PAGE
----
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Invest Ophthalmol Vis Sci. 2001 Sep;42(10):2283-92.

Pro- and anti-inflammatory forms of interleukin-1 in the tear fluid and conjunctiva of patients with dry-eye disease.

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Ocular Surface and Tear Center, Bascom Palmer Eye Institute, Department of Ophthalmology, University of Miami School of Medicine, Florida, USA.



To compare the expression of the pro- and anti-inflammatory forms of interleukin (IL)-1 in the tear fluid and conjunctival epithelium of normal eyes and those with dry-eye disease.


The concentrations of IL-1 alpha, IL-1 beta (precursor and mature forms), and IL-1 receptor antagonist (IL-1Ra) were measured by ELISA in tear fluid samples obtained from normal individuals and patients with dry eye who had rosacea-associated meibomian gland disease (MGD) or Sjögren's syndrome (SS) aqueous tear deficiency (ATD). These cytokines were also measured in normal tear fluid before and after nasal stimulation to induce reflex tearing. The relative expression of these cytokines was evaluated in conjunctival impression cytology specimens and conjunctival biopsy tissue obtained from normal subjects and SS ATD-affected patients using immunofluorescent staining. Matrix metalloproteinase (MMP)-9 concentration and activity in the tear fluid were evaluated with gelatin zymography and with an MMP-9 activity assay kit, respectively.


Compared with normal subjects, the concentration of IL-1 alpha and mature IL-1 beta in the tear fluid was increased, and the concentration of precursor IL-1 beta was decreased in patients with MGD (P < 0.05, P = 0.02, and P < 0.01, respectively) and SS ATD (P < 0.001, P = 0.02, and P < 0.001, respectively). There was no significant change in the concentration of IL-1 alpha, precursor IL-1 beta, and IL-1Ra in reflex tear fluid, indicating that the lacrimal glands may secrete these cytokines. The activity of MMP-9, a physiological activator of IL-1 beta, was significantly elevated in the tear fluid of both dry-eye groups compared with normal subjects. A strong positive correlation was observed between the intensity of corneal fluorescein staining and the tear fluid IL-1 alpha concentration (r(2) = 0.17, P < 0.02) and the mature-to-precursor IL-1 beta ratio (r(2) = 0.46, P < 0.001). Positive immunofluorescent staining for IL-1 alpha, mature IL-1 beta, and IL-1Ra was observed in a significantly greater percentage of conjunctival cytology specimens from eyes with SS ATD than in those from normal eyes (P < 0.01 for IL-1 alpha, P < 0.009 for mature IL-1 beta, and P < 0.05 for IL-1Ra).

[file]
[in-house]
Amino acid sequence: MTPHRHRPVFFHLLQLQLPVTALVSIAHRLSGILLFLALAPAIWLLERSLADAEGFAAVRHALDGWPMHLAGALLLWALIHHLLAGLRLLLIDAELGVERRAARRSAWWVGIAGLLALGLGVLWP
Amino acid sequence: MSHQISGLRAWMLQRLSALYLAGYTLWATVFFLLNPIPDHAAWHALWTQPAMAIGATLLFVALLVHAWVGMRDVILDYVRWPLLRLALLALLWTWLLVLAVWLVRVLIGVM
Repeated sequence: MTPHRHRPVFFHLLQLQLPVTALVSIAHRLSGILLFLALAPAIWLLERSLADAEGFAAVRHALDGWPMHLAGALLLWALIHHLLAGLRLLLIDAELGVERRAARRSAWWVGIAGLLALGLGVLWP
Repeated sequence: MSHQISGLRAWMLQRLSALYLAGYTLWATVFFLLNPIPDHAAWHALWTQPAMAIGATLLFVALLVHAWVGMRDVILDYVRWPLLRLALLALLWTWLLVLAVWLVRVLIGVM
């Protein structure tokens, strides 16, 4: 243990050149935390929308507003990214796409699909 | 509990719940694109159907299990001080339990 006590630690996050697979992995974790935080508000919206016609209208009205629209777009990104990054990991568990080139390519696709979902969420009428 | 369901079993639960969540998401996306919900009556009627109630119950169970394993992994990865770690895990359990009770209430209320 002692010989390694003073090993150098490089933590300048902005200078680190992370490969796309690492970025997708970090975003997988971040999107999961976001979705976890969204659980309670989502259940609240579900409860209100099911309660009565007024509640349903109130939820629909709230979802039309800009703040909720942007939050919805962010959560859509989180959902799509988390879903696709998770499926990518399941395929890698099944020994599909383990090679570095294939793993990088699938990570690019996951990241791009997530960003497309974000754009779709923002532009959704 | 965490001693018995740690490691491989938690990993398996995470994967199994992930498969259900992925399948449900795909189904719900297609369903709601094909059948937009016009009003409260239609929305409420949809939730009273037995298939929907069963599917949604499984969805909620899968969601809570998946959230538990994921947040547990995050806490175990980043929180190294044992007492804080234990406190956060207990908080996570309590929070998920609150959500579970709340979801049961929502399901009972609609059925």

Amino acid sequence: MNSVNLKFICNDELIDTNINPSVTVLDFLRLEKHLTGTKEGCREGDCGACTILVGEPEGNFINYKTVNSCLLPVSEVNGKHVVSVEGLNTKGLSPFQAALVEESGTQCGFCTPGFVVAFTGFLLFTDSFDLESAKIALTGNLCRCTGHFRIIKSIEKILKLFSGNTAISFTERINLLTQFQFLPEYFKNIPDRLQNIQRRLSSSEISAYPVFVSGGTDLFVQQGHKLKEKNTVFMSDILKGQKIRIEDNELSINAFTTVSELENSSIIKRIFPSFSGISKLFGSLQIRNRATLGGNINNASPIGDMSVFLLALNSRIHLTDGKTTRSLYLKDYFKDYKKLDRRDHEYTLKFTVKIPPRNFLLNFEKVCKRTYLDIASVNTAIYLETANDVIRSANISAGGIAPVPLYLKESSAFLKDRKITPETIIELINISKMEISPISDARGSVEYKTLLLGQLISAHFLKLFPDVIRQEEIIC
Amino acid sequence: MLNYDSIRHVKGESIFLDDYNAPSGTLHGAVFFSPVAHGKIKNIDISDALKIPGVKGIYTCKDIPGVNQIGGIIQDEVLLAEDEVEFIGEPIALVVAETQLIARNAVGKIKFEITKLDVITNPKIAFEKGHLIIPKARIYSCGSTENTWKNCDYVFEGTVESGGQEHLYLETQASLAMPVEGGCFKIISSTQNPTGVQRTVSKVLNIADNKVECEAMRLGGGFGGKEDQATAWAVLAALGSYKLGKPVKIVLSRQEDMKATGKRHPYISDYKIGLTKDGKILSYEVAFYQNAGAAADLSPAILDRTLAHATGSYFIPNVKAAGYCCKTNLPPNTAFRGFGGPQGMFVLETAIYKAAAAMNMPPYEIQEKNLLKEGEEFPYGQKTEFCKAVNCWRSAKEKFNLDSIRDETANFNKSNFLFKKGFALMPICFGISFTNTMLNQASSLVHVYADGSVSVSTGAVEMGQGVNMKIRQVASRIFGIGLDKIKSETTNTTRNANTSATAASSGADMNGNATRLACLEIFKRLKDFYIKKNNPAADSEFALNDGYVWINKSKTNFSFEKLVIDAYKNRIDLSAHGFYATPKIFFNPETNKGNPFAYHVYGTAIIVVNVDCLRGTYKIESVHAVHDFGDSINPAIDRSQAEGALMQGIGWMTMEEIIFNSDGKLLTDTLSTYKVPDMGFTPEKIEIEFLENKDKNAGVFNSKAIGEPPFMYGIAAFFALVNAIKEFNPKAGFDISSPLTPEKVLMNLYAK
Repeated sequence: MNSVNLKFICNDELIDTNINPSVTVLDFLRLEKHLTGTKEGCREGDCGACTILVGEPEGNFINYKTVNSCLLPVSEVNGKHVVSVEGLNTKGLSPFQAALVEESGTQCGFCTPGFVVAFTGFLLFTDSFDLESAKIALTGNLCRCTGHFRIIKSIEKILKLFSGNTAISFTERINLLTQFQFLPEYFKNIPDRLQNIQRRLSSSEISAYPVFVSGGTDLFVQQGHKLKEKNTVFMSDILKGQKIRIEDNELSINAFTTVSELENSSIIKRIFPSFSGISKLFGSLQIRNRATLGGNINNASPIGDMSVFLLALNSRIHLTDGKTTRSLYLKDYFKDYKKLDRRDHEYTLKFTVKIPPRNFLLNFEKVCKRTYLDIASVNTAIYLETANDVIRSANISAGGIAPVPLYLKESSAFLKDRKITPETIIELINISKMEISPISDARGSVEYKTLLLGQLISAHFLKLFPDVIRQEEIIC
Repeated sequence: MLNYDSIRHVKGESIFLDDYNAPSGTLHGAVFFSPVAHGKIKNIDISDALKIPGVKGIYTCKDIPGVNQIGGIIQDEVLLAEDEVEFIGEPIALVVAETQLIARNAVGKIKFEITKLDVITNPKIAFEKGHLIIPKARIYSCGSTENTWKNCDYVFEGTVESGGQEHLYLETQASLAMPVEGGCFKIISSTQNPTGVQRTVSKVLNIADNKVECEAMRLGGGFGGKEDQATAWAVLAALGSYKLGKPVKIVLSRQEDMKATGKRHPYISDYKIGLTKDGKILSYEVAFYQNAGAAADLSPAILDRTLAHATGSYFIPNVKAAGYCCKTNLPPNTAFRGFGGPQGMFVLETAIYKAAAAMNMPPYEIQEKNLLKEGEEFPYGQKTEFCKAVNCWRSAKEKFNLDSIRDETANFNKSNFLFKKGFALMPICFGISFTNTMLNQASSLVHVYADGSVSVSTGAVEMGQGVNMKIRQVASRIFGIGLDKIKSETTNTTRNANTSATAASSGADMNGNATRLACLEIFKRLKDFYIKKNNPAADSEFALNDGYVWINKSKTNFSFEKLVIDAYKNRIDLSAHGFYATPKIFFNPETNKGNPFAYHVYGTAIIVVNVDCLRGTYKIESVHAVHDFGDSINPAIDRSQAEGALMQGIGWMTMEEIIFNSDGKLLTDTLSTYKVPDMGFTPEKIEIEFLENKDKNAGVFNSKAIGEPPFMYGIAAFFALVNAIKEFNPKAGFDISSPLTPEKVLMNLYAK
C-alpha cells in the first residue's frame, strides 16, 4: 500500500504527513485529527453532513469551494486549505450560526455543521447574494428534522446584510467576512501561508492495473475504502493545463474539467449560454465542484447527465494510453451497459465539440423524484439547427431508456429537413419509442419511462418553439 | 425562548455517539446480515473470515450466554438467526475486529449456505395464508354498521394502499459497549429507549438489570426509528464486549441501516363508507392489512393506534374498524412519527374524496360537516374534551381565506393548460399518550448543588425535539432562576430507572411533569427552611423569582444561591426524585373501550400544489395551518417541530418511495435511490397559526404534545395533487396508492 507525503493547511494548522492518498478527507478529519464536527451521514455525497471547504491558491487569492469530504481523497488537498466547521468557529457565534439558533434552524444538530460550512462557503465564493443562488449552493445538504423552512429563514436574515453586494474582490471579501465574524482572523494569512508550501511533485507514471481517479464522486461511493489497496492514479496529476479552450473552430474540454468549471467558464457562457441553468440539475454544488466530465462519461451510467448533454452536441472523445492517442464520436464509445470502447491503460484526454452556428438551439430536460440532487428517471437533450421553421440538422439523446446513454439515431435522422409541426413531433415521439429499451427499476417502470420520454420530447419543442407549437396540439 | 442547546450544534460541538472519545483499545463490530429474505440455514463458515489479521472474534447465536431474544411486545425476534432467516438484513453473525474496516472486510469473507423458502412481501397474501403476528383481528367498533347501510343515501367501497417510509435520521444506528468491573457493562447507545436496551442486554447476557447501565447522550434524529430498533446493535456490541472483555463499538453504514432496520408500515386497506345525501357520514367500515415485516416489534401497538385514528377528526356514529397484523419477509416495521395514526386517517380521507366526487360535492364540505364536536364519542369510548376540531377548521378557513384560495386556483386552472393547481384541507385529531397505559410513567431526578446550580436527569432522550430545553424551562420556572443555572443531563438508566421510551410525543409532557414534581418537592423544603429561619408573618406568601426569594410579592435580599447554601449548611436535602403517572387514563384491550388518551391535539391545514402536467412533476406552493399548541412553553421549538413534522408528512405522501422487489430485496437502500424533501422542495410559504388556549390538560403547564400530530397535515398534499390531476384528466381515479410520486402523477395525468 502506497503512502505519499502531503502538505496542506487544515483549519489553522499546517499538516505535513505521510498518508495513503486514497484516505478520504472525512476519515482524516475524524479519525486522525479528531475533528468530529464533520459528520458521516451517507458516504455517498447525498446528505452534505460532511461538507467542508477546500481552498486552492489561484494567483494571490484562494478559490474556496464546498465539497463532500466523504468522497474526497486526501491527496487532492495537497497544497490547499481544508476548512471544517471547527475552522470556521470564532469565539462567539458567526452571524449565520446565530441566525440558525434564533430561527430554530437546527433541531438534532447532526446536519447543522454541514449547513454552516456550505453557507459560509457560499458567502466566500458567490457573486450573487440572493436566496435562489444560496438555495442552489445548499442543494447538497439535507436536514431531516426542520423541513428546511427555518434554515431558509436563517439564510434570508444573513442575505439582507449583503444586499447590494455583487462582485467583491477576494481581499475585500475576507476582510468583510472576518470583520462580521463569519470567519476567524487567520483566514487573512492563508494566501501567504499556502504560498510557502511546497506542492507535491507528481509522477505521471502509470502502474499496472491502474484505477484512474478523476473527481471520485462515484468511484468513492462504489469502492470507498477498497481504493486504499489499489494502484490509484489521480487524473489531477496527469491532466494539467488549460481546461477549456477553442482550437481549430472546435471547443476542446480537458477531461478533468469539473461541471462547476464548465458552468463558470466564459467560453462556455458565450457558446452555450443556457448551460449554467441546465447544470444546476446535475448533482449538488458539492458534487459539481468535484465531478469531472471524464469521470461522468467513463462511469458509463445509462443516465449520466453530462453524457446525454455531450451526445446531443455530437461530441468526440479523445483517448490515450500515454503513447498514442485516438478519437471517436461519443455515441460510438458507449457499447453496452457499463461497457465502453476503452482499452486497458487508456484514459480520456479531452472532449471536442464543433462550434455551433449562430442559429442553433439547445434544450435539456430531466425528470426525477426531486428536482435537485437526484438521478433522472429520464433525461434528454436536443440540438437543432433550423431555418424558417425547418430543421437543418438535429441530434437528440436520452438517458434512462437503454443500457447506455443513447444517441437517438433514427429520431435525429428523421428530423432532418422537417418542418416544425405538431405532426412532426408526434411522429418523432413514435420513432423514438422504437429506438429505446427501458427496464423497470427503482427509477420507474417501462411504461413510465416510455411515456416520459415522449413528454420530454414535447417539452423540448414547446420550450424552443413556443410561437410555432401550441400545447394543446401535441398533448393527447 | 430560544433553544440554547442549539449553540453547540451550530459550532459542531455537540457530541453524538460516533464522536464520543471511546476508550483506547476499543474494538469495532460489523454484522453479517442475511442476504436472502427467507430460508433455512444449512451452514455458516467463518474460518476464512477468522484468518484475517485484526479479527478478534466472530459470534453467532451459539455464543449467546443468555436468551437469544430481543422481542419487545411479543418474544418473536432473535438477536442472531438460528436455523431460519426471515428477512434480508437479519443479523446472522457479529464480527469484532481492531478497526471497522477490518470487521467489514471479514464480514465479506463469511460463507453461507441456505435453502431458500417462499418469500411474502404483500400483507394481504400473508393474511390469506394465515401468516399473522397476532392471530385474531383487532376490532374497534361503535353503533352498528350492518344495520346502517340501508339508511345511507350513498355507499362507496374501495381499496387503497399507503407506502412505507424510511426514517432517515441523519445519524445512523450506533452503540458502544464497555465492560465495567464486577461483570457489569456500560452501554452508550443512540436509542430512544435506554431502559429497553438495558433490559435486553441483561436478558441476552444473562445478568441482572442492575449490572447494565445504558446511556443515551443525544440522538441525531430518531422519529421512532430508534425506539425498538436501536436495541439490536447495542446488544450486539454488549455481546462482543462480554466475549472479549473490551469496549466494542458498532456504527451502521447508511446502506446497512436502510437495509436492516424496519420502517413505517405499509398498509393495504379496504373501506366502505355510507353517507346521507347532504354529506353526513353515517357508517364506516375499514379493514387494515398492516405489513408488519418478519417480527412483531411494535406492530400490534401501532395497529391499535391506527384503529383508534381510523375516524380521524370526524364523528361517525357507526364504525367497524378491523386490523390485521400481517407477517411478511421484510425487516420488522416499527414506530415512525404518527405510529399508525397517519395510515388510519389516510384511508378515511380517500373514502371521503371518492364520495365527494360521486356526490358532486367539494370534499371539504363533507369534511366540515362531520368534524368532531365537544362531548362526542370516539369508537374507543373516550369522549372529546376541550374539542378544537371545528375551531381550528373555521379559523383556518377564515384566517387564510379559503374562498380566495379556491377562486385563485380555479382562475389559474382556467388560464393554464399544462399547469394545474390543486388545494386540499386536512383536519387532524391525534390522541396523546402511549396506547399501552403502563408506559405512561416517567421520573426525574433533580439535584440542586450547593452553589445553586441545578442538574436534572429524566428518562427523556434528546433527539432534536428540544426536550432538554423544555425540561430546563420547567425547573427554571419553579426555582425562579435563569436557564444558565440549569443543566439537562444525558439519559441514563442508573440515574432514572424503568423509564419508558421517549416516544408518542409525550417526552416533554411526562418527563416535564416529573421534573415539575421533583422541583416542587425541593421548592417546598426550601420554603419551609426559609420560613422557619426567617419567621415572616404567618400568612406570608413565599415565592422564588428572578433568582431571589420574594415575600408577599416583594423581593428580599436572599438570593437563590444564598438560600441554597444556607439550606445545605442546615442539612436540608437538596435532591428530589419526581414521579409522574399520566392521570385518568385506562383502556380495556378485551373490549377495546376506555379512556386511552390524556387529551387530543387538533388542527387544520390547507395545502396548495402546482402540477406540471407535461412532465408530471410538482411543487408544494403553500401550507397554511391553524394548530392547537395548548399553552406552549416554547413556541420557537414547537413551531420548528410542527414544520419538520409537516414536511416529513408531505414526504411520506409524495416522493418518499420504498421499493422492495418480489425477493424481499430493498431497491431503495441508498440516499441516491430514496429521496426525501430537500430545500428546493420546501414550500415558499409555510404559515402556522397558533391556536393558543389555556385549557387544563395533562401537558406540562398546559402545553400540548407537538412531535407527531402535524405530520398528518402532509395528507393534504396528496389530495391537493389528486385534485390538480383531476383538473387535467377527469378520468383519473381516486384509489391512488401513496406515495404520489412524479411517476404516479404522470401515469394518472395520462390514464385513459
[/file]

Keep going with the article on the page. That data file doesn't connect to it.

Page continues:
Dry-eye disease is accompanied by an increase in the proinflammatory forms of IL-1 (IL-1 alpha and mature IL-1 beta) and a decrease in the biologically inactive precursor IL-1 beta in tear fluid. Increased protease activity on the ocular surface may be one mechanism by which precursor IL-1 beta is cleaved to the mature, biologically active form. The conjunctival epithelium appears to be one source of the increased concentration of IL-1 in the tear fluid of patients with dry-eye disease. These results suggest that IL-1 may play a key role in the pathogenesis of keratoconjunctivitis sicca.

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